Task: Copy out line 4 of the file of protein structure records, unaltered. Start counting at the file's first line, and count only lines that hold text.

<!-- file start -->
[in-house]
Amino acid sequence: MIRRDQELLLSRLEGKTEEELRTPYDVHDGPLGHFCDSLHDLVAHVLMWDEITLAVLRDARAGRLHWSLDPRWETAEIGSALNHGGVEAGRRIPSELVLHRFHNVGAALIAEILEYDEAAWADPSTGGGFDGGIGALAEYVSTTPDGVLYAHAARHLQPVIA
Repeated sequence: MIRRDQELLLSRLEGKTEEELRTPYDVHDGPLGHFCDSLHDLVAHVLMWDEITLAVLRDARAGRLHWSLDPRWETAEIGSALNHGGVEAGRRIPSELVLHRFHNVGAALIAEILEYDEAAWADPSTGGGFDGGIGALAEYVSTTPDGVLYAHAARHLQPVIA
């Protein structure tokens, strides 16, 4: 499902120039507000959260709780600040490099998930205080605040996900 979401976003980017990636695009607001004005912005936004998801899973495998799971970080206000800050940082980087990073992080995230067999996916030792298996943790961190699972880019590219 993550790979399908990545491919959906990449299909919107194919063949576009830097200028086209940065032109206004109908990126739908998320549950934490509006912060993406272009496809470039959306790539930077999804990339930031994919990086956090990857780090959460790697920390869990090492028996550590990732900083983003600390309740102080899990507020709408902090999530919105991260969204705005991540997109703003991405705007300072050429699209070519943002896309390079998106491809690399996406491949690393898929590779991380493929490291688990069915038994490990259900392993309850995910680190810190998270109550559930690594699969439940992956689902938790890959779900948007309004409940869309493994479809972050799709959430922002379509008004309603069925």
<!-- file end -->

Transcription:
């Protein structure tokens, strides 16, 4: 499902120039507000959260709780600040490099998930205080605040996900 979401976003980017990636695009607001004005912005936004998801899973495998799971970080206000800050940082980087990073992080995230067999996916030792298996943790961190699972880019590219 993550790979399908990545491919959906990449299909919107194919063949576009830097200028086209940065032109206004109908990126739908998320549950934490509006912060993406272009496809470039959306790539930077999804990339930031994919990086956090990857780090959460790697920390869990090492028996550590990732900083983003600390309740102080899990507020709408902090999530919105991260969204705005991540997109703003991405705007300072050429699209070519943002896309390079998106491809690399996406491949690393898929590779991380493929490291688990069915038994490990259900392993309850995910680190810190998270109550559930690594699969439940992956689902938790890959779900948007309004409940869309493994479809972050799709959430922002379509008004309603069925």